Surviving Tselinoyarsk: Degradation in Metal Gear Solid 3

For Metal Gear Solid 3: Snake Eater, Hideo Kojima, series creator and director, decided to step out of the series’ trademark urban infiltration environments in exchange for a Russian jungle that doesn’t exist. Tselinoyarsk, with its swamps, high mountains and dense jungles is quite the departure from Shadow Moses Island and the Big Shell of the two previous games.

Camouflage became the new focus of stealth. Line of sight was still important, but guards had increased detection ranges. They saw farther and heard better. Their hurried hustle became lazy walks. Stealth became a game of lying in the grass and sneaking by as slow as possible instead of trying to dart behind cones of vision displayed on the Soliton Radar of the previous games.

Kojima Productions decided to take full advantage of the game’s jungle setting and added in some extra features to really sell the locale home. Operation: Snake Eater takes place over several days and that means that Naked Snake needs to feed himself. Enter a wildlife and hunting system.

MGS3 isn’t just a stealth game. It’s a survival game, one man versus an army and the unforgiving world around him. Everything in MGS3 has an effect on Naked Snake’s resources. It’s a fight not only to survive the Russian guards but also the player’s ever dwindling resources.

Continue reading Surviving Tselinoyarsk: Degradation in Metal Gear Solid 3

On Cut Content and a Phantom Pain

MAJOR SPOILERS FOR METAL GEAR SOLID V: THE PHANTOM PAIN AND METAL GEAR SOLID 2: SONS OF LIBERTY BELOW.

Let’s talk about review scores, formal analysis and cut content in video games.

Metal Gear Solid V: The Phantom Pain is composed of two chapters. The first, “Revenge,” focuses on Skull Face and enacting vengeance for what happened to the original Mother Base in MGSV: Ground Zeroes. The second chapter, “Race,” focus more on the language parasites with an outbreak on Mother Base that leads to Mission 43, “Shining Lights, Even in Death.”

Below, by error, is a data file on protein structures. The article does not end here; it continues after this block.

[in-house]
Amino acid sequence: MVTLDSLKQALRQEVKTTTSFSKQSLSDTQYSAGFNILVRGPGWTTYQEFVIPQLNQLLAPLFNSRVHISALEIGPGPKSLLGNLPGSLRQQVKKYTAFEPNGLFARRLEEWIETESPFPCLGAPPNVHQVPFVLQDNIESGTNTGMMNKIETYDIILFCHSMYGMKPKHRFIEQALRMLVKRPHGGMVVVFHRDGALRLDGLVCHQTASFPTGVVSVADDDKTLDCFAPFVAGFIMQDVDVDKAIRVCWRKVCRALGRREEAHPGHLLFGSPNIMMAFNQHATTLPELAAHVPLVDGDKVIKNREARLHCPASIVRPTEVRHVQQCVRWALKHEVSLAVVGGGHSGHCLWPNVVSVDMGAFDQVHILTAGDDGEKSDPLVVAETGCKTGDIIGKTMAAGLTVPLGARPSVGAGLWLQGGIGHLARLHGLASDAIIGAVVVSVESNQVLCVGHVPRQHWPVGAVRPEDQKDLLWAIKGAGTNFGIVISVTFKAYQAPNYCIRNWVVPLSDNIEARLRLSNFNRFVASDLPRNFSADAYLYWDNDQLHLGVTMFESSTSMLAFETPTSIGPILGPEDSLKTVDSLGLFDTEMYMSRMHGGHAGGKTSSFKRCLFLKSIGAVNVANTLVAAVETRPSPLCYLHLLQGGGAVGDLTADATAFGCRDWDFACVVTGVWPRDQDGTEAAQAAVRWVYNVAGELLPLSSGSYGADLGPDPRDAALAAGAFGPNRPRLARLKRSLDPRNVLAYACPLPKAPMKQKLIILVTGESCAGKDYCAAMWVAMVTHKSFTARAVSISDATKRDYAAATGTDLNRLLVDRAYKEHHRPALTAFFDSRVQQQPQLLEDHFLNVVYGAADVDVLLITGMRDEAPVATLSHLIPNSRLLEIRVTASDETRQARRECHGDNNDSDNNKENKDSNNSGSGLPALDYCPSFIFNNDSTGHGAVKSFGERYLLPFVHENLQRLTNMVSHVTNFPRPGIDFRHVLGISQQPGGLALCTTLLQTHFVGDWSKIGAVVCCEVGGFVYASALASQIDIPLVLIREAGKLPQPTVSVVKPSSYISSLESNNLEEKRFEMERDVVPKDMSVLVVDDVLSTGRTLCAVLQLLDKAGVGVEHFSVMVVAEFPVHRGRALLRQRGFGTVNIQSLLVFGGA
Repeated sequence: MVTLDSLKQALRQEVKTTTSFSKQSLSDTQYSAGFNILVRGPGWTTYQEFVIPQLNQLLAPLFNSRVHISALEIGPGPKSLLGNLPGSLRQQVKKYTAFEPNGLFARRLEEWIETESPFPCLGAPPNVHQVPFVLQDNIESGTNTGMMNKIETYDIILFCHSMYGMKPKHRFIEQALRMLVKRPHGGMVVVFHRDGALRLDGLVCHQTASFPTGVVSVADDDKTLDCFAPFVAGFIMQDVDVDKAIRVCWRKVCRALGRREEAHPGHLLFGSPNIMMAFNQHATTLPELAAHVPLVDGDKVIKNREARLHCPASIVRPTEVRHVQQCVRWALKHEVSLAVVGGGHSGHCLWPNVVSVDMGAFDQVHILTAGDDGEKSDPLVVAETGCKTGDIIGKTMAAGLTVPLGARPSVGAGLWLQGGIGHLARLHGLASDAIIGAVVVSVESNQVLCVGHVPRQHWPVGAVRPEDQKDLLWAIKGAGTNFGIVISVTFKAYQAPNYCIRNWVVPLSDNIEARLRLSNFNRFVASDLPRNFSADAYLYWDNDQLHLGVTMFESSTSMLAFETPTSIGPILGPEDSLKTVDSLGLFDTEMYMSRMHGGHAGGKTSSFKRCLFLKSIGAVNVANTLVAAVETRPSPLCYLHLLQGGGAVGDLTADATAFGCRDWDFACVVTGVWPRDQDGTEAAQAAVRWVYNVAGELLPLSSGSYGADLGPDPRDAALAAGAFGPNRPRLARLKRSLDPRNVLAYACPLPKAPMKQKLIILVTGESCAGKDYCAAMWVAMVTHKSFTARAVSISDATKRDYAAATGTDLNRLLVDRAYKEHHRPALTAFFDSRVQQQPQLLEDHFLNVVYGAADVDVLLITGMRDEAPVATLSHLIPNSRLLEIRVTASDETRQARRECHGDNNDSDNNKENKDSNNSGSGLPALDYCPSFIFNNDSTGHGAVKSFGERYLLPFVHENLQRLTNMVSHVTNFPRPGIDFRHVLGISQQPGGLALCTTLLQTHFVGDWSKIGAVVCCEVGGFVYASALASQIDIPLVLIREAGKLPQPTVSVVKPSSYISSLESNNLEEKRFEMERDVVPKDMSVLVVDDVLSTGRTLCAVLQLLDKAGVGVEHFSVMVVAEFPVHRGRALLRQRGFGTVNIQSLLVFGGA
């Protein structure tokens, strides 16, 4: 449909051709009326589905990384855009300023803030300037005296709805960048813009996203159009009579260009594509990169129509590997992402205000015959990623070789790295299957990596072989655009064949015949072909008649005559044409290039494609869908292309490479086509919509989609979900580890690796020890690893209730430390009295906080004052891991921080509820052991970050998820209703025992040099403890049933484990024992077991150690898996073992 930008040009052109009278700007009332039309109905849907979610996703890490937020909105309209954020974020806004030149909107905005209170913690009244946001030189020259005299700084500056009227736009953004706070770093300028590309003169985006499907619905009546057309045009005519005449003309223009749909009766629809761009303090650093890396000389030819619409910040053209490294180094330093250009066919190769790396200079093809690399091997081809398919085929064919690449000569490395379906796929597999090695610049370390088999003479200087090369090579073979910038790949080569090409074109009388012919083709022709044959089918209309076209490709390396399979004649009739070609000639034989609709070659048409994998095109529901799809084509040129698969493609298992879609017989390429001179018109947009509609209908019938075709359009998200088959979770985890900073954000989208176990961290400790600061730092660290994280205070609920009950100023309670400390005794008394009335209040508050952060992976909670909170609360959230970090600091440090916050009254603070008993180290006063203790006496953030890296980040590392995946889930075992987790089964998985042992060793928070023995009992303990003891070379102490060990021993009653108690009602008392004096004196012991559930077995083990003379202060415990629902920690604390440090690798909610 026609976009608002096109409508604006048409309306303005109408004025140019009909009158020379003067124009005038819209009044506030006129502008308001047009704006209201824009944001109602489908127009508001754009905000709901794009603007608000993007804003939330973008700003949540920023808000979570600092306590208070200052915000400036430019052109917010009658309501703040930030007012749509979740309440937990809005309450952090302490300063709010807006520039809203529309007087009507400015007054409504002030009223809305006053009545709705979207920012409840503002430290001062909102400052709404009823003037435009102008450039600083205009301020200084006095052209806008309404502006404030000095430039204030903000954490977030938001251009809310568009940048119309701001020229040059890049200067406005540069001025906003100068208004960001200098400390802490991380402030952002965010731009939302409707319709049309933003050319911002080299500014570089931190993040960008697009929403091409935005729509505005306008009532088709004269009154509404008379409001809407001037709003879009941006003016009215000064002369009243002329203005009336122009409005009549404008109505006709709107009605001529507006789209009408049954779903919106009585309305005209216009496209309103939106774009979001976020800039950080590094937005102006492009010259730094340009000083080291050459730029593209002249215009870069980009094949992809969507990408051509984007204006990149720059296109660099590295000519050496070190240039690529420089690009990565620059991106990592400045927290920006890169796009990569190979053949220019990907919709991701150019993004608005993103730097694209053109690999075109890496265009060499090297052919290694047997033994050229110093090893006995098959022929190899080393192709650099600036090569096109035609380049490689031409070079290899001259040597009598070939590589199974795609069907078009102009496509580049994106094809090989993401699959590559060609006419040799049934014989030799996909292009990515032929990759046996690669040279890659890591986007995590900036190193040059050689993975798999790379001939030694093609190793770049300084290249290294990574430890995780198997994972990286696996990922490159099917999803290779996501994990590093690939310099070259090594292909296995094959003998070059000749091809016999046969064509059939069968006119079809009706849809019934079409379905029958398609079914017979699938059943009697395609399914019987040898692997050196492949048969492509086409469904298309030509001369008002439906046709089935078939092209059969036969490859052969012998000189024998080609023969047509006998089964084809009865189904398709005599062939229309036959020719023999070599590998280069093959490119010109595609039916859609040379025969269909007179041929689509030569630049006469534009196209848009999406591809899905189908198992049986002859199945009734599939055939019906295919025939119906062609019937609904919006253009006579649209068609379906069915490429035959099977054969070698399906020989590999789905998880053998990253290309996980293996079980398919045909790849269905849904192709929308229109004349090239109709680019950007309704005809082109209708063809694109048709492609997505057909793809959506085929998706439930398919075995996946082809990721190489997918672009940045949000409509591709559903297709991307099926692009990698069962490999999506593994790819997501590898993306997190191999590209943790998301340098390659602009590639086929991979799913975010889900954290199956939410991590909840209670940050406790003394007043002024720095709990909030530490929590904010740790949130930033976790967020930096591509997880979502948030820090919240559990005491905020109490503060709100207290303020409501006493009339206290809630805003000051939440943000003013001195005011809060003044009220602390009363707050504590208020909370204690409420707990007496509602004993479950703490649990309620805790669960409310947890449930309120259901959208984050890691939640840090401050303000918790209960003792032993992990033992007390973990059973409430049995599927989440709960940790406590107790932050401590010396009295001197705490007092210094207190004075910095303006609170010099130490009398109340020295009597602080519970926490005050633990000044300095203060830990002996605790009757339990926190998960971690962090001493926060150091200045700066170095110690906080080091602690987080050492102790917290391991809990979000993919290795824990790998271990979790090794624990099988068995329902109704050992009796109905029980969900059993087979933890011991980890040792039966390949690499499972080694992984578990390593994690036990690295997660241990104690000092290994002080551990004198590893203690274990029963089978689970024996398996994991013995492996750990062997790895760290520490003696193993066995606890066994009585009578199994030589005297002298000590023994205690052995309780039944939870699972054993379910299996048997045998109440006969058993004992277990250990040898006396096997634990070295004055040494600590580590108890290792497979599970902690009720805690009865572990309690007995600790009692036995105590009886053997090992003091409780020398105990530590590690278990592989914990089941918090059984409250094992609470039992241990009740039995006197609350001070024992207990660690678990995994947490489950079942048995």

Continue reading On Cut Content and a Phantom Pain

The Importance of Control Schemes in the “Metal Gear Solid” Series

Be warned, there may be spoilers below.

I’ve been playing the Metal Gear Solid franchise over the summer in order to get ready for the release of Metal Gear Solid V: The Phantom Pain. I rushed through all of the main games in the series. I still need to watch a Portable Ops video to catch up, then do the same for or play Peace Walker. Then I can finally play Ground Zeroes and be caught up to speed.

For most of these games, it’s been the first time that I’ve played them in years. I played MGS as recently as last year but I probably last played MGS2 sometime before 2006. I think it was the same or 2008 for MGS3.

When I played them all again, I turned a critical eye to my old friends. Experiencing the series in such quick succession allowed me to be cognizant of all the changes and the different ways each game played because of them. My habits from MGS2 two hours before would not transition well to MGS3. This allowed me to really understand what I appreciated about the Metal Gear Solid games in a more contemporary context.

Continue reading The Importance of Control Schemes in the “Metal Gear Solid” Series